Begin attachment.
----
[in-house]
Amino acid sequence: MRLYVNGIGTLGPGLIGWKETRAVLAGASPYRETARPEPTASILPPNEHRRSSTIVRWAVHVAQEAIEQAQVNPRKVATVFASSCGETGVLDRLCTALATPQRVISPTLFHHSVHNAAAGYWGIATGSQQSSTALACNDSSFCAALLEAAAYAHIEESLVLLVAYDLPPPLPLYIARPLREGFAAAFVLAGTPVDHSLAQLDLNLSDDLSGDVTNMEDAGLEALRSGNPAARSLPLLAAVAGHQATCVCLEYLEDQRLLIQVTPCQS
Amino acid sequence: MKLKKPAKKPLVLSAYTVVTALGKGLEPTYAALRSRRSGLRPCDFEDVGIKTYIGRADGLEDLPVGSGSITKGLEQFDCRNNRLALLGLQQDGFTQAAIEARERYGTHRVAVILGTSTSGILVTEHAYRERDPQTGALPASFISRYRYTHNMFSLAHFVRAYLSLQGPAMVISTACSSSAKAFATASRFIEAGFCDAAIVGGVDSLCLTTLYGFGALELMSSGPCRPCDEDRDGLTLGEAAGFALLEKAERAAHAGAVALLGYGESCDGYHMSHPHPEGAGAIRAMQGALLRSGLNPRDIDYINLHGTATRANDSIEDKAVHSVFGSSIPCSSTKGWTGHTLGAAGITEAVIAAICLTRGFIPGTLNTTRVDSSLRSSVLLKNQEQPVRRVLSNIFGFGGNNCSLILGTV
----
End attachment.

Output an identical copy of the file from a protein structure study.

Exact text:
[in-house]
Amino acid sequence: MRLYVNGIGTLGPGLIGWKETRAVLAGASPYRETARPEPTASILPPNEHRRSSTIVRWAVHVAQEAIEQAQVNPRKVATVFASSCGETGVLDRLCTALATPQRVISPTLFHHSVHNAAAGYWGIATGSQQSSTALACNDSSFCAALLEAAAYAHIEESLVLLVAYDLPPPLPLYIARPLREGFAAAFVLAGTPVDHSLAQLDLNLSDDLSGDVTNMEDAGLEALRSGNPAARSLPLLAAVAGHQATCVCLEYLEDQRLLIQVTPCQS
Amino acid sequence: MKLKKPAKKPLVLSAYTVVTALGKGLEPTYAALRSRRSGLRPCDFEDVGIKTYIGRADGLEDLPVGSGSITKGLEQFDCRNNRLALLGLQQDGFTQAAIEARERYGTHRVAVILGTSTSGILVTEHAYRERDPQTGALPASFISRYRYTHNMFSLAHFVRAYLSLQGPAMVISTACSSSAKAFATASRFIEAGFCDAAIVGGVDSLCLTTLYGFGALELMSSGPCRPCDEDRDGLTLGEAAGFALLEKAERAAHAGAVALLGYGESCDGYHMSHPHPEGAGAIRAMQGALLRSGLNPRDIDYINLHGTATRANDSIEDKAVHSVFGSSIPCSSTKGWTGHTLGAAGITEAVIAAICLTRGFIPGTLNTTRVDSSLRSSVLLKNQEQPVRRVLSNIFGFGGNNCSLILGTV